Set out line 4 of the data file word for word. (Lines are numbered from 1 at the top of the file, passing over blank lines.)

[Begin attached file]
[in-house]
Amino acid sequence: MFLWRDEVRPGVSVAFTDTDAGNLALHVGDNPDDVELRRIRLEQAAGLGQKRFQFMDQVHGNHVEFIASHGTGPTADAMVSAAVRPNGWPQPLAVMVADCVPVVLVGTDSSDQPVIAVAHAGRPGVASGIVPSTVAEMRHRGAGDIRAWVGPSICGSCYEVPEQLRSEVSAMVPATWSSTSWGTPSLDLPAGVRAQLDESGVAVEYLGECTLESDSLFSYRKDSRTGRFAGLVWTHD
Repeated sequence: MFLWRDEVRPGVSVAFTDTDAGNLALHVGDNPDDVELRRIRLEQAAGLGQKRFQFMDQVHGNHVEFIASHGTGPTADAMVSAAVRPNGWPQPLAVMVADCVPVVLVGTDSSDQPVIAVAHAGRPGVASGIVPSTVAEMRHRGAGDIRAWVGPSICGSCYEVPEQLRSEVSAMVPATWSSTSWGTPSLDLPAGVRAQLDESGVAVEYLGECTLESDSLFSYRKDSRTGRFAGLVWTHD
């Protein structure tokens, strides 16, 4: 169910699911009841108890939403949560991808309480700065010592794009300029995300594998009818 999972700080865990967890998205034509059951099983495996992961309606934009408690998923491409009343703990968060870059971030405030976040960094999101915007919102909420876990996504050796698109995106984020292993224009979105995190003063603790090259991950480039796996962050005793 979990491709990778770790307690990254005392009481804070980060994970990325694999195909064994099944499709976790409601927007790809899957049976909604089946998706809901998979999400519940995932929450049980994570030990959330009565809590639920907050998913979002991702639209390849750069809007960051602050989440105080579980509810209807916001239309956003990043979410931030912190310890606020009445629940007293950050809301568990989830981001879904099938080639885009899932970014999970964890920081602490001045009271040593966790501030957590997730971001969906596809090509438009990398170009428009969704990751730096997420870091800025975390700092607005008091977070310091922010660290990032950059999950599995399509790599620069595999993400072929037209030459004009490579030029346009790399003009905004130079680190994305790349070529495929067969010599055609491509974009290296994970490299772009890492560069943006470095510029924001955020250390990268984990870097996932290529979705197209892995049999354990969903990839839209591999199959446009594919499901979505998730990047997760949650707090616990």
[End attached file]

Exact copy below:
């Protein structure tokens, strides 16, 4: 169910699911009841108890939403949560991808309480700065010592794009300029995300594998009818 999972700080865990967890998205034509059951099983495996992961309606934009408690998923491409009343703990968060870059971030405030976040960094999101915007919102909420876990996504050796698109995106984020292993224009979105995190003063603790090259991950480039796996962050005793 979990491709990778770790307690990254005392009481804070980060994970990325694999195909064994099944499709976790409601927007790809899957049976909604089946998706809901998979999400519940995932929450049980994570030990959330009565809590639920907050998913979002991702639209390849750069809007960051602050989440105080579980509810209807916001239309956003990043979410931030912190310890606020009445629940007293950050809301568990989830981001879904099938080639885009899932970014999970964890920081602490001045009271040593966790501030957590997730971001969906596809090509438009990398170009428009969704990751730096997420870091800025975390700092607005008091977070310091922010660290990032950059999950599995399509790599620069595999993400072929037209030459004009490579030029346009790399003009905004130079680190994305790349070529495929067969010599055609491509974009290296994970490299772009890492560069943006470095510029924001955020250390990268984990870097996932290529979705197209892995049999354990969903990839839209591999199959446009594919499901979505998730990047997760949650707090616990």